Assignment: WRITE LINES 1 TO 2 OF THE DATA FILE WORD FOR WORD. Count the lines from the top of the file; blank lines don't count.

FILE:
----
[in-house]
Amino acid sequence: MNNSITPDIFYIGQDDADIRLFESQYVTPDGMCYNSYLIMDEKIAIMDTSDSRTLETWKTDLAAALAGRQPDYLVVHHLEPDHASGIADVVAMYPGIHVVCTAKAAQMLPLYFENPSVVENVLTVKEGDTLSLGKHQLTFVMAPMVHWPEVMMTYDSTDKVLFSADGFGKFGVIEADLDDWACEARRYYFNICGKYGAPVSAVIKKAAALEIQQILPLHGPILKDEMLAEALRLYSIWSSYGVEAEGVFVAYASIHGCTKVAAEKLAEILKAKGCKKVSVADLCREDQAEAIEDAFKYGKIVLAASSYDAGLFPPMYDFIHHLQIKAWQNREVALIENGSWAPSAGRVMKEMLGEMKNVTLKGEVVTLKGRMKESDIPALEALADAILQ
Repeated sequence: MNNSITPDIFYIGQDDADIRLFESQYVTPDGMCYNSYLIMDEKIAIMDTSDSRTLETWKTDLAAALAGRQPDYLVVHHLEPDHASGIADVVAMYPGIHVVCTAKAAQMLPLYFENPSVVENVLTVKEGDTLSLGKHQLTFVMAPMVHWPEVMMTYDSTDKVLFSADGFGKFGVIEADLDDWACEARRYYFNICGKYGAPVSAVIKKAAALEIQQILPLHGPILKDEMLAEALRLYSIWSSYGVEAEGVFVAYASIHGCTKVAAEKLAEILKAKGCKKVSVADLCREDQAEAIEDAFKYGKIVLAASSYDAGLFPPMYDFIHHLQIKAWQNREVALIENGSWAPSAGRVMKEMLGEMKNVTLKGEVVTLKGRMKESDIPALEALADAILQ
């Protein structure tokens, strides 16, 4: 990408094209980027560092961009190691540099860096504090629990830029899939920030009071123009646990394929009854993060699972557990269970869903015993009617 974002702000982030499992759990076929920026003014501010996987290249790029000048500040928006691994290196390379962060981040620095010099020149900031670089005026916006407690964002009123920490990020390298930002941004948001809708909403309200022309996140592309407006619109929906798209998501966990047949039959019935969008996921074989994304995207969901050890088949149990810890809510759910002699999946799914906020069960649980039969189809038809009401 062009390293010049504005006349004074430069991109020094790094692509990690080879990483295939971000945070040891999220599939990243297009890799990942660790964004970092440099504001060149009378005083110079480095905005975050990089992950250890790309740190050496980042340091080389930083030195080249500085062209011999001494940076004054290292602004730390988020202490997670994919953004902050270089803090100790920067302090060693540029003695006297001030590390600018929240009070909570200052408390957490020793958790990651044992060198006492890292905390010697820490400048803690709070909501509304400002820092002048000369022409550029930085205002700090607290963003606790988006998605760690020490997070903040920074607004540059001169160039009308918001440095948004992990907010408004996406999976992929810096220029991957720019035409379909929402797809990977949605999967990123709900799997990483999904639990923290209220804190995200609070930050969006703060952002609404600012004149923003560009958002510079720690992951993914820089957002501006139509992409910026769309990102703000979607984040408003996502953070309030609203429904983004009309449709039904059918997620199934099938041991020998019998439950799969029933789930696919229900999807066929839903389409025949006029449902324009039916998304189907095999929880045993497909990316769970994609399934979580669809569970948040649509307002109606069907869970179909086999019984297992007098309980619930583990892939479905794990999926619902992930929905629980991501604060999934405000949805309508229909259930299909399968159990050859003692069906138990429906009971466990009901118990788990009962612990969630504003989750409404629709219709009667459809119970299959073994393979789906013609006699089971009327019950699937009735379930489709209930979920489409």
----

[in-house]
Amino acid sequence: MNNSITPDIFYIGQDDADIRLFESQYVTPDGMCYNSYLIMDEKIAIMDTSDSRTLETWKTDLAAALAGRQPDYLVVHHLEPDHASGIADVVAMYPGIHVVCTAKAAQMLPLYFENPSVVENVLTVKEGDTLSLGKHQLTFVMAPMVHWPEVMMTYDSTDKVLFSADGFGKFGVIEADLDDWACEARRYYFNICGKYGAPVSAVIKKAAALEIQQILPLHGPILKDEMLAEALRLYSIWSSYGVEAEGVFVAYASIHGCTKVAAEKLAEILKAKGCKKVSVADLCREDQAEAIEDAFKYGKIVLAASSYDAGLFPPMYDFIHHLQIKAWQNREVALIENGSWAPSAGRVMKEMLGEMKNVTLKGEVVTLKGRMKESDIPALEALADAILQ